To summarize: For generations, the Jews themselves (speaking through the persona of Haman) have frankly and soberly elucidated the nature of their interaction with the nations of the world, clarifying to themselves the extent of the antisemitic menace. They speak of the uniqueness of a people whose religion, however multi-faceted, belongs solely to them. They are aware of their exotic separateness within the fabric of other nations, wherever they live. They also speak (in Haman’s voice) of the Jews’ refusal to accept the religions of the surrounding population, and they understand that this refusal might provoke the desire to destroy them. We will return to this shortly.
This essay is not a historical, philological analysis of an ancient text, but a cognizant analysis of a text that has been read and studied by many generations of Jews who have applied it to the reality of the Diaspora, beyond the historical kingdom of Ahashverosh. When Jews past and present come across the word dat in their reading of the Hebrew text, they are unaware of its Persian source, as mentioned above, and they naturally interpret it as referring to the Jewish religion, a religion that is crystallized, separate, and different from the religions of the people among whom they live.
This lucid passage, which was composed by Jews and holds an important place in the Jewish canon, expresses an idea which played a significant role in Zionist thought until recent times. Had the Jews fully understood the significance of the text they themselves composed, and had they used it for self-analysis, say the Zionists, they would not have had to wait over two thousand years for Theodor Herzl to elucidate the matter. Instead, they would have congregated in their homeland and prevented the dangerous dispersals and separations. In the Second Temple period, half the nation had already scattered to the four corners of the ancient world and was not living in the Land of Israel.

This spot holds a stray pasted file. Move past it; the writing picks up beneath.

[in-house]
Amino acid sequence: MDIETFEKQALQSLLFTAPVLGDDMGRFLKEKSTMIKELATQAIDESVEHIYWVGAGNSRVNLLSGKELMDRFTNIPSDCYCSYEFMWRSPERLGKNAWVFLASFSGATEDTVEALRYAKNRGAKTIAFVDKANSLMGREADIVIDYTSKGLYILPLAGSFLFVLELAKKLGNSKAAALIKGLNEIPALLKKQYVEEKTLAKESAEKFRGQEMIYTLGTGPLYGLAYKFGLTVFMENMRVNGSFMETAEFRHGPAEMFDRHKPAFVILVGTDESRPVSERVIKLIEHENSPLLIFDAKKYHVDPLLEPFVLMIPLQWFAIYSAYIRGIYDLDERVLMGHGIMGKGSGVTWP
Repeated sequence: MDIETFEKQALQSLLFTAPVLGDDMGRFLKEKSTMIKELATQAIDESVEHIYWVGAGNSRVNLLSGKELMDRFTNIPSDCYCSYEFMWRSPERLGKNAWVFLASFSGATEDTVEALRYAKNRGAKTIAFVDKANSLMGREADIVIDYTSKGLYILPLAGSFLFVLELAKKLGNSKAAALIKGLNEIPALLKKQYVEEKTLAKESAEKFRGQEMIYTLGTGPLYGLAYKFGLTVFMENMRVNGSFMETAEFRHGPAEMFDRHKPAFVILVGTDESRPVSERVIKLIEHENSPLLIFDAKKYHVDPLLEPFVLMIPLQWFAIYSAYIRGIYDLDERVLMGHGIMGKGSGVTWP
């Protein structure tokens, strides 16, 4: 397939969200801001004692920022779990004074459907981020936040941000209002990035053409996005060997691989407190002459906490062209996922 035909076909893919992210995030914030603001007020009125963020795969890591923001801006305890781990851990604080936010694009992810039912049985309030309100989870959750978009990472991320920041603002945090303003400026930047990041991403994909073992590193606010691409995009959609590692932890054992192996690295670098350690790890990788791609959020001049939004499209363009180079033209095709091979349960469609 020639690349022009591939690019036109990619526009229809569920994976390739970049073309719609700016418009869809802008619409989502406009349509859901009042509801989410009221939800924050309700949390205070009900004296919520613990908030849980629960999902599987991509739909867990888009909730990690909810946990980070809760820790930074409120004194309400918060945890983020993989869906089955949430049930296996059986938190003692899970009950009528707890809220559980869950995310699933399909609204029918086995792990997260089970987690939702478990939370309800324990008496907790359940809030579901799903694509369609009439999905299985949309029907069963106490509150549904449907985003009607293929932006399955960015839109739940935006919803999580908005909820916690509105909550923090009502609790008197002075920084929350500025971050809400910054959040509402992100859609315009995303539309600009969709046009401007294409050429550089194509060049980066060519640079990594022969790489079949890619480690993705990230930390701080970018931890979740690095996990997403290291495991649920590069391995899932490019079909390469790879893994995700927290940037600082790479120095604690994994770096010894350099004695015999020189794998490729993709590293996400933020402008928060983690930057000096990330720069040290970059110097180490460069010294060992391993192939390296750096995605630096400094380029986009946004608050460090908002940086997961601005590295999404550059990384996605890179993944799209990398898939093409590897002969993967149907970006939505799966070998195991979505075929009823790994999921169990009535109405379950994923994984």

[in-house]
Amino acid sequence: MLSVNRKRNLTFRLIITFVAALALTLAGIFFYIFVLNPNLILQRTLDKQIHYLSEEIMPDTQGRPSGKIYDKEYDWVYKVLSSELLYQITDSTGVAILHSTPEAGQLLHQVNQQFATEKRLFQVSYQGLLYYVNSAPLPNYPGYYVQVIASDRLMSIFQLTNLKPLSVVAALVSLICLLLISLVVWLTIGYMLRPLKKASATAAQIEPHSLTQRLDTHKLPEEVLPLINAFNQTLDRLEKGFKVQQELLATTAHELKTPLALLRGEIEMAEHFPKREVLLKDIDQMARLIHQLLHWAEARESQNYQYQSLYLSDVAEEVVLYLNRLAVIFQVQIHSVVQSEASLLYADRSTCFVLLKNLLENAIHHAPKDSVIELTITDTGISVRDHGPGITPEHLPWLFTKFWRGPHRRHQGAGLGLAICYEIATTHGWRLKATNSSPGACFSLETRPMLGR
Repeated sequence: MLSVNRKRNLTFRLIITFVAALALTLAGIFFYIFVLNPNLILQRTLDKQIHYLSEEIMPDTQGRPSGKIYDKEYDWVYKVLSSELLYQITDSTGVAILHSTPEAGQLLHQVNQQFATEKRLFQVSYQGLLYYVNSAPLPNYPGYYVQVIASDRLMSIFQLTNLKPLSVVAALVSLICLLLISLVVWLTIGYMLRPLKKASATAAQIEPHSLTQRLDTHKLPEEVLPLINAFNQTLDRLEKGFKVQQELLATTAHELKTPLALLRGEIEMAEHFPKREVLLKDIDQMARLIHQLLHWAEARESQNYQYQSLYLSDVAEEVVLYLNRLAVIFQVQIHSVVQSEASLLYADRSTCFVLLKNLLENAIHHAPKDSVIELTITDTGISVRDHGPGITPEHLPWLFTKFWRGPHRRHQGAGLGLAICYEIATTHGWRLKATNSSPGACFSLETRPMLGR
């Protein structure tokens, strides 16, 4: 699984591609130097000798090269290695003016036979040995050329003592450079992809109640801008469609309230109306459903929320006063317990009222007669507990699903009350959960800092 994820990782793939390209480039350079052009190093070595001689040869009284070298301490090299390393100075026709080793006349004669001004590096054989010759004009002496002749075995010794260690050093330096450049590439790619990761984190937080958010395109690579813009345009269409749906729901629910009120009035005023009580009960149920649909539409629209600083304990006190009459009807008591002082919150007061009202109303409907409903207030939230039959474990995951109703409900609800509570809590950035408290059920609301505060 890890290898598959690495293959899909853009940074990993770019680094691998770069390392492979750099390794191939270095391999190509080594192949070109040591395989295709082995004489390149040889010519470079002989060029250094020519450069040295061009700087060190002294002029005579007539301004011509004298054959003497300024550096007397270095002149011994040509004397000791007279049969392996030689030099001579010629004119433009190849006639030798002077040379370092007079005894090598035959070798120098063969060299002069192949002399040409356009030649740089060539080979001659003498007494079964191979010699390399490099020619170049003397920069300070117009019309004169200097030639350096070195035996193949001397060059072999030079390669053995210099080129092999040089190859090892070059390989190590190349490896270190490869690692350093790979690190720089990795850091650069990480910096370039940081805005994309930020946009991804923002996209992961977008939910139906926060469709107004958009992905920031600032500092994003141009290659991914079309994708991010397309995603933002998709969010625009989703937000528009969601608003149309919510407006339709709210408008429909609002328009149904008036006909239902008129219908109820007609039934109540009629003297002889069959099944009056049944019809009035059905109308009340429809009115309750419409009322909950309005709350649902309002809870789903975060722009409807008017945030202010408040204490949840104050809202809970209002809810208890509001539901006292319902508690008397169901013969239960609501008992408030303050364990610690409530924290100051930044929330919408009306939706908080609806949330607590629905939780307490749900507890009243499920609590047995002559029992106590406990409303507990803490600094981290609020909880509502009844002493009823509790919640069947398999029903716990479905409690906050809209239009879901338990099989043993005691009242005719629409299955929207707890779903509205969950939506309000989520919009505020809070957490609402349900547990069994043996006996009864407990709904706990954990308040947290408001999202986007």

Put another way, this is the essence of antisemitism according to Zionist ideology, this is the root: not envy and not Christianity, not Islam and not economic relationships, not intellectual prominence and not the backward religion of the ghetto, but the dispersion, the alienation, the otherness, and the borderlessness of the Jews, which, in certain situations, can create a murderous antagonism toward them on the part of their host nations. (“Host” nations, by the way, according to the Jews themselves, who bear witness every year that they are only guests passing through other people’s countries, and next year they will return to their true home in Jerusalem, though this year is for some reason forever postponed.)
In recent years this theory, which for the sake of convenience we shall call classic Zionist theory, has become inadequate for determining the root of antisemitism. Even after a considerable part of the nation has now returned to its homeland, antisemitism does not appear to have abated either toward the ingathered collective or, of course, toward the still-existing dispersion. The same pattern of extreme Jew-hatred, of old antisemitic stances, is manifesting itself in the relationship between the sovereign nation living in Israel and its Middle Eastern neighbors. This animosity goes beyond the limited arguments over small tracts of land or the occupation of disputed territories and discrimination against Palestinians. Though these factors fan the flames of conflict, they can by no means explain the force of the hatred and menace they arouse. The more so, since such absolute antisemitic stances existed long before the occupation of the territories in the Six Day War in 1967 and even before the establishment of the State of Israel in 1948. The necessity to explore and understand the root cause of antisemitism does not arise only from the justified demands for liberation from the yoke of occupation: It arises from threats of annihilation and a seemingly bottomless racial hatred carried to the point of suicidal attacks, over and above the phenomena of dispersal and disparity that, however real and true, turn out to be inadequate explanations of its essence. Lately, the actual legitimacy of a Jewish state—not just its policies—is sometimes questioned by its opponents and critics, who refer to the establishment of the State of Israel as a “historic mistake.” This is a troubling development which even the most pessimistic Zionists did not foresee.